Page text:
Perhaps Geoff might offer some constructive criticism and enlighten us all to what changes are necessary to stop our "women once again under-performing".
If you do not already have a name for the Lion that is presented during the Tour de France, I would like to suggest "Jaja". This would be appropriate not only because Laurent Jalabert is one of the great cyclists, but also because of the characteristic appearance which they share; big black eyebrows.
In response to Gary Jackson on pro riders having the levers mounted in a less conventional position on the bars, I believe this is related to the introduction of STI/Ergo type levers.
Today, as a result of these developments we now spend more time riding on the hoods and tops and less on the drops because your steering, braking and shifting control are now all in hand. It also makes sense that the sprinters have the levers in the more conventional position as they tend to use and need the drops more than a GC style of rider. The GC riders are also very good climbers by nature and a slightly higher position may offer assistance when out of the saddle.
There are also some other possibilities to take into account, modern levers are longer than the older style to accommodate the internal mechanism, thereby increasing reach, and with the introduction of threadless stem systems, the incremental adjustments we made with the older style quill stems are no longer possible. Sometimes when the steering column is cut a "bees dick" too short and installing an additional spacer is impossible, turning or mounting the levers slightly higher is a cute way to cheat and achieve that final perfect fit.
I have also found this type of adjustment to be necessary now that we have so many compact and semi compact style bikes on the market, and which so many pros now ride. Many riders do not like the aesthetic of a stem with rise preferring the more conventional look, turning the bars slightly upward gives you that little extra bit of lift.
I have seen the German 4 man pursuit squad using these helmets and they look impressive. But I cannot help but agree that they really are fairings since advertisements for them say that they do not offer head protection in the case of an accident!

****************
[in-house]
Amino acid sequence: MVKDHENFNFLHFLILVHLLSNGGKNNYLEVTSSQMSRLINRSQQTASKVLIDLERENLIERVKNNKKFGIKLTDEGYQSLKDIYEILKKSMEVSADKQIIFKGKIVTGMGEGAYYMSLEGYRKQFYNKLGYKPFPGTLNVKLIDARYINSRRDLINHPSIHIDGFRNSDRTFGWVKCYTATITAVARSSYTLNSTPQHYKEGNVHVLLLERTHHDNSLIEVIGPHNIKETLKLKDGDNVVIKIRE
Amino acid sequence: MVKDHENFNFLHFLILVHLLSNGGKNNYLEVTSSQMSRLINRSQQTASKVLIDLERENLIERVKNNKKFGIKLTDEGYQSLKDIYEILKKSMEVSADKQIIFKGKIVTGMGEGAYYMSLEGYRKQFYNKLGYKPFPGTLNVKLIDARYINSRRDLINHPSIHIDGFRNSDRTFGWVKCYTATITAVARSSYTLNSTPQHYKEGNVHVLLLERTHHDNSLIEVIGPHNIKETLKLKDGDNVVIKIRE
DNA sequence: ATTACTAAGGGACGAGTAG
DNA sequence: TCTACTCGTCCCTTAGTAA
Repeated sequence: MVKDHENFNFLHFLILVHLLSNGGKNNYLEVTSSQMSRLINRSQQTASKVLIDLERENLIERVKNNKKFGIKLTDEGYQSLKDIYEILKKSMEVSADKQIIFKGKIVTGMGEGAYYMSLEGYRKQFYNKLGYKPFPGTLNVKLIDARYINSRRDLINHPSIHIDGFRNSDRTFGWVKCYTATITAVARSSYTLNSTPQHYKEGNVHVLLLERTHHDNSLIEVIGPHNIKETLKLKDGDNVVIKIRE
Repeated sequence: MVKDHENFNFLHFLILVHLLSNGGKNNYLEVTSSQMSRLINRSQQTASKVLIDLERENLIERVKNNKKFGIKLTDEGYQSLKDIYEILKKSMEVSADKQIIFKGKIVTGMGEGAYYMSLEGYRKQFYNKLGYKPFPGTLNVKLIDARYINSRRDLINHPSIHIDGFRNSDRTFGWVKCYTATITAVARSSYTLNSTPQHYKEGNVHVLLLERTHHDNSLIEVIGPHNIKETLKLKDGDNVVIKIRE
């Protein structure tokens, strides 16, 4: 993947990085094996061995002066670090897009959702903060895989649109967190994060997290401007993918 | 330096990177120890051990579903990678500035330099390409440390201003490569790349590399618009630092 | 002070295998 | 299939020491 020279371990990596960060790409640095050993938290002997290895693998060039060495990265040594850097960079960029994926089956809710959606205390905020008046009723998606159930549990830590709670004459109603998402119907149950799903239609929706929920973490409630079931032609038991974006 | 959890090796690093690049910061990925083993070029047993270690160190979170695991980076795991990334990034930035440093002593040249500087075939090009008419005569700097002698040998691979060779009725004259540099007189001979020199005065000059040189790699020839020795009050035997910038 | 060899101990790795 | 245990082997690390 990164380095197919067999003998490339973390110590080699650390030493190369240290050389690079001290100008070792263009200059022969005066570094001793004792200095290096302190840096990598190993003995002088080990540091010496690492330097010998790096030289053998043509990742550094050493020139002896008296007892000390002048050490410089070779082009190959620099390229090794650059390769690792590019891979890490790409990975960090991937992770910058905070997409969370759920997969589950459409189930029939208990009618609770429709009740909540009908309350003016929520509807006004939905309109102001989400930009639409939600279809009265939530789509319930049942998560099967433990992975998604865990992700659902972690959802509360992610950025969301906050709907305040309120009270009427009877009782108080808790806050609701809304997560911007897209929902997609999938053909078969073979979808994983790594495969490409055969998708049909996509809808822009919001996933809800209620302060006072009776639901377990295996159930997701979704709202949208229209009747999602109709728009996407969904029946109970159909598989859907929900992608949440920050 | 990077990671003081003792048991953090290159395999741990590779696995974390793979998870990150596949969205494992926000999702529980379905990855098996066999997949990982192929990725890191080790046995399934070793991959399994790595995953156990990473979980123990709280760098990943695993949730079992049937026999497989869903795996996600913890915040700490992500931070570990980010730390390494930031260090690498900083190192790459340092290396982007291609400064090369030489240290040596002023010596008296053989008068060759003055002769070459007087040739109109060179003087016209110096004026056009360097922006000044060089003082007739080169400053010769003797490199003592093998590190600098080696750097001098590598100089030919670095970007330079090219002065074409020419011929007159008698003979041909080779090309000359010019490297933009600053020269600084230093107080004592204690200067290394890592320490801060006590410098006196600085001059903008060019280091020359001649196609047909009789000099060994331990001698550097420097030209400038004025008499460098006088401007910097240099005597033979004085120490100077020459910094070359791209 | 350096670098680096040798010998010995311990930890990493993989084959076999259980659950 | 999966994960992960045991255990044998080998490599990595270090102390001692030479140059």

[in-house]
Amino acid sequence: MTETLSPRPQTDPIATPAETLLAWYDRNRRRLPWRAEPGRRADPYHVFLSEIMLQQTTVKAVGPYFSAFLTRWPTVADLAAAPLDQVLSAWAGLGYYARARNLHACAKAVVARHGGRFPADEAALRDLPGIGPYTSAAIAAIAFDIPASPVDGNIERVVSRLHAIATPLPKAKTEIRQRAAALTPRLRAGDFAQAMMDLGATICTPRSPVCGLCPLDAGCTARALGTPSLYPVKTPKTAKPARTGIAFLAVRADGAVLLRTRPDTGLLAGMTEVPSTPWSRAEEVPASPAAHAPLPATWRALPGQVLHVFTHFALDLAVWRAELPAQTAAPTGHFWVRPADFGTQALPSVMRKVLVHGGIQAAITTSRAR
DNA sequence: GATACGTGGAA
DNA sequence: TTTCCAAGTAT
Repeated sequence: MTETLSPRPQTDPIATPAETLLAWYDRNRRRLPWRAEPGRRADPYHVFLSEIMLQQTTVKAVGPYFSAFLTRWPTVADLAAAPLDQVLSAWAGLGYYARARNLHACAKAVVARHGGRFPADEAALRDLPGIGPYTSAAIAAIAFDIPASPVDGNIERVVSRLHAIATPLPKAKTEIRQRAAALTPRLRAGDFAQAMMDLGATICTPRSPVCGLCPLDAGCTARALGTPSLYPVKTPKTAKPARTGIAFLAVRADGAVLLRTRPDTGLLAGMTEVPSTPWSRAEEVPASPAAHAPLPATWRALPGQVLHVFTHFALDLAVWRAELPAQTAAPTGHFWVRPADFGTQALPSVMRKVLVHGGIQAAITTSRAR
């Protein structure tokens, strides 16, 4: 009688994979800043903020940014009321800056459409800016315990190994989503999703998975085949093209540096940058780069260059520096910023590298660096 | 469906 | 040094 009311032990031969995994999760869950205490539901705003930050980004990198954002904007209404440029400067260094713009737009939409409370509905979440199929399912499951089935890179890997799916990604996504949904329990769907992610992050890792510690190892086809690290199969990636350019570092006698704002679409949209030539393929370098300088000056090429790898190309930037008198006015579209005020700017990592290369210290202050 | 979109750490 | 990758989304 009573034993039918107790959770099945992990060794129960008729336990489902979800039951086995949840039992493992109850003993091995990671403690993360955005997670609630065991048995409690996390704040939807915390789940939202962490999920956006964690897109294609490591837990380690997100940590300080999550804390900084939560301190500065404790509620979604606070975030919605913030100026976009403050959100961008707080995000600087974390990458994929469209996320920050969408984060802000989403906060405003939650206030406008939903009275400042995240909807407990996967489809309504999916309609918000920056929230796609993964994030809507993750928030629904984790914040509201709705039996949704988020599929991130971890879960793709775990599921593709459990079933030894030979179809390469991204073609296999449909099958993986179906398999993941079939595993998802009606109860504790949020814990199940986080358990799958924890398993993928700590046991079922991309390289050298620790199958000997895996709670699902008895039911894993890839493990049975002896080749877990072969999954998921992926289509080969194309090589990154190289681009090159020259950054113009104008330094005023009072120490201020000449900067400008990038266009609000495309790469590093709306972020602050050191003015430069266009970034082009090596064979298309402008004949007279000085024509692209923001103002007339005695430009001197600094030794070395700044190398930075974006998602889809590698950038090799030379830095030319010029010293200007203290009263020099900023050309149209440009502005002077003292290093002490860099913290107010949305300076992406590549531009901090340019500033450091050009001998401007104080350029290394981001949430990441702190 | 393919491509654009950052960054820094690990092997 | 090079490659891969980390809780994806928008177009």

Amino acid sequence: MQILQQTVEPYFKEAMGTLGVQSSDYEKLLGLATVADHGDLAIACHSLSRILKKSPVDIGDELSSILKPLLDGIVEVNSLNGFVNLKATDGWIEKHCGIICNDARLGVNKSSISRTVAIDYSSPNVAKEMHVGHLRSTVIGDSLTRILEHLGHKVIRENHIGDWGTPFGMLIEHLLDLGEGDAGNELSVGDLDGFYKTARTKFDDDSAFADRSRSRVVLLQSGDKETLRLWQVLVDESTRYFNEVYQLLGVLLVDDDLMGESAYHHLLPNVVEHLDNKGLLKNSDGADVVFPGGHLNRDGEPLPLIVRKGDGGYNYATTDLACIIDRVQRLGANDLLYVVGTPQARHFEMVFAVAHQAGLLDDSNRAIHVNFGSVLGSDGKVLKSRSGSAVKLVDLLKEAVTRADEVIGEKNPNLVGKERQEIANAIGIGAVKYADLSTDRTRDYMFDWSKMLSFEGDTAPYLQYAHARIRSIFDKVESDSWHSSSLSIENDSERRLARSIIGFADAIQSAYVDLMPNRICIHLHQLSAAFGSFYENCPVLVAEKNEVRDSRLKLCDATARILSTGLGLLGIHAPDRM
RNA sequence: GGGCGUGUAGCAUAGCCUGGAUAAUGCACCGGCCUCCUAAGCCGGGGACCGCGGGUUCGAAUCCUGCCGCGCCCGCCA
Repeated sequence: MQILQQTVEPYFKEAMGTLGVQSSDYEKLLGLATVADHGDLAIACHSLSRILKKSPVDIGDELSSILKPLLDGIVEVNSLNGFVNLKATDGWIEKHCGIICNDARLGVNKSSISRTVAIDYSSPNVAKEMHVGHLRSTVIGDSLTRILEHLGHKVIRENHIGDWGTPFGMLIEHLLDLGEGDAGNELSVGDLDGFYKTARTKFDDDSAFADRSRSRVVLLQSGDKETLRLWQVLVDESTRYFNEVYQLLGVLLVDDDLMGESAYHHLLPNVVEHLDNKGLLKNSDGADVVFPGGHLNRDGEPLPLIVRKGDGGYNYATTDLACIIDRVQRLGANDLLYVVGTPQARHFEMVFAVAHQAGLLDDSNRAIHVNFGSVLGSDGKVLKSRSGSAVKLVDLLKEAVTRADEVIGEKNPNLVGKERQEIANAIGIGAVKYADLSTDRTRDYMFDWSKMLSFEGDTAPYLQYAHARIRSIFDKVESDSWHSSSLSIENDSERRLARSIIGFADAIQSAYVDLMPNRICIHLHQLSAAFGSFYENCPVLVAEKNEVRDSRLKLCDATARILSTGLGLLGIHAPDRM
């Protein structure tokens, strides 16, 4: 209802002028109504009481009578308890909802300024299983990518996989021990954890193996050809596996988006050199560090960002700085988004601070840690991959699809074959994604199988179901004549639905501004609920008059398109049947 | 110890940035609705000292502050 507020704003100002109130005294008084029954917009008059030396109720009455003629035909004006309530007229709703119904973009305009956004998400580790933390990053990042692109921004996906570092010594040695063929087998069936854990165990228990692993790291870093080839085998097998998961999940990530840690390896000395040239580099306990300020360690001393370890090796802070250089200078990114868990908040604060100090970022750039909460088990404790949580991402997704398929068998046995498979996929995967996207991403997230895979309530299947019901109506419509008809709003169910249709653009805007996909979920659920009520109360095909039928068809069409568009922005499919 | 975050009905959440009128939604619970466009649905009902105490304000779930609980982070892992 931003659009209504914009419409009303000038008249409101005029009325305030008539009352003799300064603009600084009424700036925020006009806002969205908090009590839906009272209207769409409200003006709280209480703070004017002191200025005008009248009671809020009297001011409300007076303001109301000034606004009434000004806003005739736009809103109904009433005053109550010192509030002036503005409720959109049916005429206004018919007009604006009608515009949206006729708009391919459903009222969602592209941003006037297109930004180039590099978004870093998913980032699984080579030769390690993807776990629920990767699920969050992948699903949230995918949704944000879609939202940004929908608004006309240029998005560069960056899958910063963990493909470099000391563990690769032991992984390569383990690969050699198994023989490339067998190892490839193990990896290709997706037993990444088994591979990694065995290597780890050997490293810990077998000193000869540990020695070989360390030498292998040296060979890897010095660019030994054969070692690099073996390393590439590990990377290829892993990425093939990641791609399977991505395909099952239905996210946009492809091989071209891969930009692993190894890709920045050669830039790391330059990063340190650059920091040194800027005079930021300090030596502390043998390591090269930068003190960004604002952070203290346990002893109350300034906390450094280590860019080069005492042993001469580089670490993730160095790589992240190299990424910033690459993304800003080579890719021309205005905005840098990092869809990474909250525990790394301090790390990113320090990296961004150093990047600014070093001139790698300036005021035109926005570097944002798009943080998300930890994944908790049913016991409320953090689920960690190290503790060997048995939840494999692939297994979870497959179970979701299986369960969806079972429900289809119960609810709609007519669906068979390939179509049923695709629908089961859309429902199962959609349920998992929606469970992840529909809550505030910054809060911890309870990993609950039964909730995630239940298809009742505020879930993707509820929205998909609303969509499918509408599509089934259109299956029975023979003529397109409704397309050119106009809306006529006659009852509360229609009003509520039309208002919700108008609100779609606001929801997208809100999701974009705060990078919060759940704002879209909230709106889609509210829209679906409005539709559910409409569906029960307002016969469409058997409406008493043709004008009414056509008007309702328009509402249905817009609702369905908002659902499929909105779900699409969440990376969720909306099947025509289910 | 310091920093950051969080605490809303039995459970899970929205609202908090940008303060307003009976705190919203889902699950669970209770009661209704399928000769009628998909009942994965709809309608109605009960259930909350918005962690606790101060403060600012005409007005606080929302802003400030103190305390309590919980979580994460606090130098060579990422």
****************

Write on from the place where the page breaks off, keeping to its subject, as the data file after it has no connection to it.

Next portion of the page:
Leslie T. Reissner
In response to Regis Chapman's letter regarding the headgear of certain riders. Regis, how can you be so dense? That's not a helmet! It is a very large set of sunglasses! In fact, I'll bet Hein Verbruggen has a set in his car for driving!
I just recently took a trip to North Carolina to do some training in the mountains. I found that my buddy, who is 5'7", ~145lb and ~7% body fat could climb a lot quicker than me at 5'7" ~ 175lb and ~8% body fat. What are the top level climber's bios? And who was the biggest top level climber of the sport in recent years?
Carlos C. Cruz
Cyclingnews editor Jeff Jones replies:
Any updates on Javier Ochoa's condition? He was the Kelme rider that was nearly killed by a car while training in Spain about two years ago.
Perez Cuapio will still ride next year for Panaria Fiordo. You can check this at "team news" for Aug, 8th at www.cycling4all.com. Don't ask me for the reasons! Maybe it's his Italian girlfriend he met at last year's Giro, despite having just lost two teeth.
He will be accompanied by two former Australian iTeamNova riders Scott Davis and Brett Lancaster.
Stuart Knipe tells us that Simoni should suffer even more from the use of a throat lozenge that he already has. I have to wonder exactly what punishment he would consider enough? It now appears that the chemists could have told everyone in the beginning that the levels of cocaine in his body between the two tests pointed to extremely small amounts ingested probably in some accidental manner as was later shown.
Yes, Simoni was responsible for his actions. Simoni, was unceremoniously thrown out of the Giro, he was prevented from entering the Tour and has been vilified by half of the fan base of bicycle racing. His season was destroyed and his career was in turmoil. His team was made to suffer for no discernible reason. Wasn't this enough punishment?